Before even deliberating upon the music, the album cover both informs and deceives the listener as to what sort of album they are about to listen to. A transparent CD case, with a disc reflecting rays of light, topped off by a strip of red tape. No names, no illustrations. It is therefore immediately apparent that the album’s aesthetics are aiming for minimalism, rather than the overwhelming grandeur of My Beautiful Dark Twisted Fantasy. This stripped-back approach is evident in the creation of the album itself; 15 days before its release, West brought onboard prolific producer Rick Rubin to help streamline it. Where his previous albums had at least one song that could become a chart-topping single, both the sound and lyricism of Yeezus suggests that West intended to “undermine the commercial” by producing something intentionally abrasive. The alienating effect of the album extends to track titles; ‘I Am a God’, for instance. With a title like that, West is practically asking to be criticized. Yet, as noted earlier, these titles are deceptive. Sure, ‘I Am a God’ might *sound* triumphant, but more than anything, the track itself is desperate, ending with West’s anguished screams.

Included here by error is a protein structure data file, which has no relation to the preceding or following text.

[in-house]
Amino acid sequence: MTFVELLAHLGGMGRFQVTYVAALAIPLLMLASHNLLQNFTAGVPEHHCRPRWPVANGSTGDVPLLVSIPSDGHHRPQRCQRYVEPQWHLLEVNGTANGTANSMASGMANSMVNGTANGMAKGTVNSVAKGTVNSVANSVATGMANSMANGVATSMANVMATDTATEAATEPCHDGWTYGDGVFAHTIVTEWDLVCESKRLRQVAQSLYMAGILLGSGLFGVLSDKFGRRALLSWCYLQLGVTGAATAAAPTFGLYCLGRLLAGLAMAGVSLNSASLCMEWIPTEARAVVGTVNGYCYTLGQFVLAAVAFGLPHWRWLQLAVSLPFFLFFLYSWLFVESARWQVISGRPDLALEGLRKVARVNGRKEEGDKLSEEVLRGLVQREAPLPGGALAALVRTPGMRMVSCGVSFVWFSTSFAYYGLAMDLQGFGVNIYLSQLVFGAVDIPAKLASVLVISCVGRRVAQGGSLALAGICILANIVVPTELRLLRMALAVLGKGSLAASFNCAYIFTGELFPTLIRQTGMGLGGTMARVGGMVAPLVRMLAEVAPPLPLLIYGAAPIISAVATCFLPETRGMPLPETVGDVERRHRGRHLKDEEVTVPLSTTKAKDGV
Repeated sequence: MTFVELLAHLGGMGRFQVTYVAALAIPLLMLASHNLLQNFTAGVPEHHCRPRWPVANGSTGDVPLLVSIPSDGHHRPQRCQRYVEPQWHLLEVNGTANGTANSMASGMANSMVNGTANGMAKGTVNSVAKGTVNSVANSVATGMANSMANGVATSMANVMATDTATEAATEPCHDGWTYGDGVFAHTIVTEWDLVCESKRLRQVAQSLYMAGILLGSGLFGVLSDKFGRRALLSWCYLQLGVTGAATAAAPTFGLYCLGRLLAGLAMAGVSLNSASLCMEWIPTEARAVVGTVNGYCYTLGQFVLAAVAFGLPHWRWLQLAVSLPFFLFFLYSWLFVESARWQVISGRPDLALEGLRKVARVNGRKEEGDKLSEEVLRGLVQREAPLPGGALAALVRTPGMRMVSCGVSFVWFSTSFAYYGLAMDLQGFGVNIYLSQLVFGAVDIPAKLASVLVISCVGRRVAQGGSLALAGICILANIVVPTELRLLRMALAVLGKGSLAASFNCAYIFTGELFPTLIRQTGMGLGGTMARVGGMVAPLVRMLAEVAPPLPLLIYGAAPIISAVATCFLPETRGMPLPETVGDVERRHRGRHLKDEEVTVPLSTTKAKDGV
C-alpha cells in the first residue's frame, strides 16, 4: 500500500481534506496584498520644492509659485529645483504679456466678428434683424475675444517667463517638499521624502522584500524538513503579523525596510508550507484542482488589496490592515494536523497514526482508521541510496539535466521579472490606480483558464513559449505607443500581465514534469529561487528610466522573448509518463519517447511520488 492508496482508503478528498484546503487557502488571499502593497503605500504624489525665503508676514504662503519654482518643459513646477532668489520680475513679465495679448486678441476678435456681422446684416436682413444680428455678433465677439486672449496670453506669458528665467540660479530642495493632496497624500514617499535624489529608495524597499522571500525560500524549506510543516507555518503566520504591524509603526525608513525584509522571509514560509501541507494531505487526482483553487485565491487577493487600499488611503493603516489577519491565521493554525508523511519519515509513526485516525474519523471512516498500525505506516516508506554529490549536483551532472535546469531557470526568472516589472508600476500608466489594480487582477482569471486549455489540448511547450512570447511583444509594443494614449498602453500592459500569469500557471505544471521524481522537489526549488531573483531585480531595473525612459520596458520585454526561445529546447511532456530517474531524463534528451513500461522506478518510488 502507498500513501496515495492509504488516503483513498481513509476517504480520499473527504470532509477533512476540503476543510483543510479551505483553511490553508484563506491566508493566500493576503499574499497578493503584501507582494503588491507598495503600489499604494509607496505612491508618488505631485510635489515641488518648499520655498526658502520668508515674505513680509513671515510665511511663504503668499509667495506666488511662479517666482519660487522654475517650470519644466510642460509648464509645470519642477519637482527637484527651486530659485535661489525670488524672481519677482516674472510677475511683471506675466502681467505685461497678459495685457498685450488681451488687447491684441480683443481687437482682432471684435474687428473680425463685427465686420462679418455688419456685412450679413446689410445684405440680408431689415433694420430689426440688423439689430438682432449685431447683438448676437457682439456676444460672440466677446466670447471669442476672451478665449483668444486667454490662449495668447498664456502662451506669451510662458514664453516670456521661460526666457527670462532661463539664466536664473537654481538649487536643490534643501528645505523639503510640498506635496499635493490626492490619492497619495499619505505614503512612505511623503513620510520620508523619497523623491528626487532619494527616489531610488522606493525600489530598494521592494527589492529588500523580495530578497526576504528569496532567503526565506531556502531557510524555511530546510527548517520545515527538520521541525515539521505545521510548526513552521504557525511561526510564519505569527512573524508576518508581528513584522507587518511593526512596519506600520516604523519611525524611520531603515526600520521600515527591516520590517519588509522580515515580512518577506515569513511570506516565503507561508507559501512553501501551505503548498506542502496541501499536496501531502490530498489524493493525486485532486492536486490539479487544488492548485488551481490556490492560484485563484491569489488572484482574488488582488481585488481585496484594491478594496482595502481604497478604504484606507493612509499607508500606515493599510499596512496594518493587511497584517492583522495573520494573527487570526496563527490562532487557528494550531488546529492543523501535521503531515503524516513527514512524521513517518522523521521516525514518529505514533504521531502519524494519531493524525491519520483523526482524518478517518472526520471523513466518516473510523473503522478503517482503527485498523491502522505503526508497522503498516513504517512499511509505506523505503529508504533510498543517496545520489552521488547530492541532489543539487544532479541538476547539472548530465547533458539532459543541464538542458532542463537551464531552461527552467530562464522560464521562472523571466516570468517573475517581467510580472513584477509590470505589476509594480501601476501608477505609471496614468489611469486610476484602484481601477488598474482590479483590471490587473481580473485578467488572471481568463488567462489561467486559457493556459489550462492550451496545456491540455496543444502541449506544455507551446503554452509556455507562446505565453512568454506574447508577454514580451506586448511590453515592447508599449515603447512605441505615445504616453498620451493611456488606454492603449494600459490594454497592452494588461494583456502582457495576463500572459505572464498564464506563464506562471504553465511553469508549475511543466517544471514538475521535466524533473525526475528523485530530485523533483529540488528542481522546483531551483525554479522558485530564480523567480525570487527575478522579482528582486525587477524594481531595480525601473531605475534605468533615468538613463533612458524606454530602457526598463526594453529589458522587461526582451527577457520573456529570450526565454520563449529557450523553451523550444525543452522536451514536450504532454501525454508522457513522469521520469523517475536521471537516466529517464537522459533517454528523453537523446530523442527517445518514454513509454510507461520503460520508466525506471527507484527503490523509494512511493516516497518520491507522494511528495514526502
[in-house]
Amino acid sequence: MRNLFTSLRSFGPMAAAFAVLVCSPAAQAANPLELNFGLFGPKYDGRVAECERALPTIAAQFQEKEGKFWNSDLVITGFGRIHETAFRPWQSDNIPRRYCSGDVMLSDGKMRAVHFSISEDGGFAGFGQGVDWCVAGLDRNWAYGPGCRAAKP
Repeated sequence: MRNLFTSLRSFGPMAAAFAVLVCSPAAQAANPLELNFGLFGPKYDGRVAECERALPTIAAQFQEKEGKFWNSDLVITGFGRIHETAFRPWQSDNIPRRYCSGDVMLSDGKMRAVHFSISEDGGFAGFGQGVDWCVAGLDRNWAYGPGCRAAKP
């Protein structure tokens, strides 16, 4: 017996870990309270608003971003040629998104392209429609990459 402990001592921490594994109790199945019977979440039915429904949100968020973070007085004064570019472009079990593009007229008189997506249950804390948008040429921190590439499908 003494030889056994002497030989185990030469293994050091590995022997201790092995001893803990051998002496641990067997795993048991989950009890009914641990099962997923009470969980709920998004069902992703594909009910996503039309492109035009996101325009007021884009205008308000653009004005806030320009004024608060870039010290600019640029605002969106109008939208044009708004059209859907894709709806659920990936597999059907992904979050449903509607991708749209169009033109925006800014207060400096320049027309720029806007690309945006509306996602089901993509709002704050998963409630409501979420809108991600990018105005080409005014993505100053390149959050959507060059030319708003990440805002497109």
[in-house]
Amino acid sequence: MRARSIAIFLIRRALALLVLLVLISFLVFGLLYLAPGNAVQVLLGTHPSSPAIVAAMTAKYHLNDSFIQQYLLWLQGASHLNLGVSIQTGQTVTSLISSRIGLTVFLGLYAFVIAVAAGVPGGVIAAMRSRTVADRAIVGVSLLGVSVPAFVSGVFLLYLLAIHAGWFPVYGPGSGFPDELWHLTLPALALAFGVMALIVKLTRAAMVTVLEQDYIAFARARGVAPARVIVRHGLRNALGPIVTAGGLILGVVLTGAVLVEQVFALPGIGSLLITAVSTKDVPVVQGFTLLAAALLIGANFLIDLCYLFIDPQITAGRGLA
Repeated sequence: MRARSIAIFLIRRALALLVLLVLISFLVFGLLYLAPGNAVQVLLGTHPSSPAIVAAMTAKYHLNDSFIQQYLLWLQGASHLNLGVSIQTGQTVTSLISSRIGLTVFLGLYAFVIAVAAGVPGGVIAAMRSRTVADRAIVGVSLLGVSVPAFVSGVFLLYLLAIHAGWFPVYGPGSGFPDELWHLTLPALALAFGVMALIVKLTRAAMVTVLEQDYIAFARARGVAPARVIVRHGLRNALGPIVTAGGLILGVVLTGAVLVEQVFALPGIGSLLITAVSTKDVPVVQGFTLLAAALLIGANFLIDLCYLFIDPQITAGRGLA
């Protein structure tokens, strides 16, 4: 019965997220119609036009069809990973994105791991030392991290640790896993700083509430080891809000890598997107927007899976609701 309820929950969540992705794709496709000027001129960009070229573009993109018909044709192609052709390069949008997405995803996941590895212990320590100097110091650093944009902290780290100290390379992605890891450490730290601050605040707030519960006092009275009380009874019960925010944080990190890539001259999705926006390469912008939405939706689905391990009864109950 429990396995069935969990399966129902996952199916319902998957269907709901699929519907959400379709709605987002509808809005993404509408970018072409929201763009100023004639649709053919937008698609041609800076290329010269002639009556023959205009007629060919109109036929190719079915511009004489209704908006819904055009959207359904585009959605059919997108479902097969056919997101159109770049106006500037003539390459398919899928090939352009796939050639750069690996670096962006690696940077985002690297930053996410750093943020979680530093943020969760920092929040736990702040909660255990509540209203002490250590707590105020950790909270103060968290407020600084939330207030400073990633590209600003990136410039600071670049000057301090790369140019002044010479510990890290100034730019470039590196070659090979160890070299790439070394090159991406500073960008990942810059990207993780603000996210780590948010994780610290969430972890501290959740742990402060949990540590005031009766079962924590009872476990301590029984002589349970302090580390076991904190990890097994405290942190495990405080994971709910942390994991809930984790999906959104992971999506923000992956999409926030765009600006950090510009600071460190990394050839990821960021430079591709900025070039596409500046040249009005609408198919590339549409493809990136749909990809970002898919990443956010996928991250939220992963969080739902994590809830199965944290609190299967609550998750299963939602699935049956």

The sound of Yeezus mirrors the man behind it. Gone are the rhythmic choruses of MBDTF and the smooth melodies of The College Dropout. Instead, the album experiment incorporates elements from a wide range of genres; the mechanical riffs in ‘Send it Up’ are taken from industrial rock, whilst the swift tempo and ferocious lyricism of ‘New Slaves’ are taken from Chicago drill rap. As pointed out by collaborator Anthony Kilhoffer, there are no bass wobbles either. As a whole, the album is almost aggressively electronic, something that West would dial back in subsequent records like The Life of Pablo. To the uninitiated, the isolated instrumentals of Yeezus may well sound like corrupted MP3 files.